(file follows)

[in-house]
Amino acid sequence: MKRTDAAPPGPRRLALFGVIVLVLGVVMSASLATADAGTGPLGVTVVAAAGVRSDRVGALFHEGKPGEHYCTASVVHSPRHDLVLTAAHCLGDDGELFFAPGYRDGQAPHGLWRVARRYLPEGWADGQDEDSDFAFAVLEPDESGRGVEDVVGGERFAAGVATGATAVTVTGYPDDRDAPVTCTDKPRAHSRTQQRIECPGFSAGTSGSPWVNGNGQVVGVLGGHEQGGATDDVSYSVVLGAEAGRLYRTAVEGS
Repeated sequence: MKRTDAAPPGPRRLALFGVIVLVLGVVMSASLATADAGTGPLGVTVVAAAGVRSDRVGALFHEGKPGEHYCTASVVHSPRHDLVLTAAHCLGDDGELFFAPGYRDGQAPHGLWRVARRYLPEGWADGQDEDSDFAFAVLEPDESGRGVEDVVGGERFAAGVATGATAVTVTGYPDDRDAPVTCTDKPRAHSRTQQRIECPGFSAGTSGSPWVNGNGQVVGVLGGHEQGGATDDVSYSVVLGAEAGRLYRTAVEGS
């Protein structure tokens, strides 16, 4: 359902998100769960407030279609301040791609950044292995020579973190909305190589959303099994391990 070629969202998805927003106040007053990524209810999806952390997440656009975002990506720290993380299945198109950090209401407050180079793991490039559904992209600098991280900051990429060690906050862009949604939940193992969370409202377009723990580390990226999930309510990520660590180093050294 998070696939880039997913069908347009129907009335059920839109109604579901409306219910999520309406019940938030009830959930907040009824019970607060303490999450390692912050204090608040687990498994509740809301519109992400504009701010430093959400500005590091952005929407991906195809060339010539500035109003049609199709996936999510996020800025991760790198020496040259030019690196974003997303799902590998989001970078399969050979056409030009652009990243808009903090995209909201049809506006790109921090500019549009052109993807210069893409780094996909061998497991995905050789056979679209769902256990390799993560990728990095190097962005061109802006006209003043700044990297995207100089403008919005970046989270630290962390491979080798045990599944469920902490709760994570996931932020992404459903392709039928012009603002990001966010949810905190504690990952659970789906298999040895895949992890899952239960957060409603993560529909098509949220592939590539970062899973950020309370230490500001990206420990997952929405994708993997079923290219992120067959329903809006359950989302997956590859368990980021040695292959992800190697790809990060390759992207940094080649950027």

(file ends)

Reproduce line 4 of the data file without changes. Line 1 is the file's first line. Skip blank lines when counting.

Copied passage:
């Protein structure tokens, strides 16, 4: 359902998100769960407030279609301040791609950044292995020579973190909305190589959303099994391990 070629969202998805927003106040007053990524209810999806952390997440656009975002990506720290993380299945198109950090209401407050180079793991490039559904992209600098991280900051990429060690906050862009949604939940193992969370409202377009723990580390990226999930309510990520660590180093050294 998070696939880039997913069908347009129907009335059920839109109604579901409306219910999520309406019940938030009830959930907040009824019970607060303490999450390692912050204090608040687990498994509740809301519109992400504009701010430093959400500005590091952005929407991906195809060339010539500035109003049609199709996936999510996020800025991760790198020496040259030019690196974003997303799902590998989001970078399969050979056409030009652009990243808009903090995209909201049809506006790109921090500019549009052109993807210069893409780094996909061998497991995905050789056979679209769902256990390799993560990728990095190097962005061109802006006209003043700044990297995207100089403008919005970046989270630290962390491979080798045990599944469920902490709760994570996931932020992404459903392709039928012009603002990001966010949810905190504690990952659970789906298999040895895949992890899952239960957060409603993560529909098509949220592939590539970062899973950020309370230490500001990206420990997952929405994708993997079923290219992120067959329903809006359950989302997956590859368990980021040695292959992800190697790809990060390759992207940094080649950027």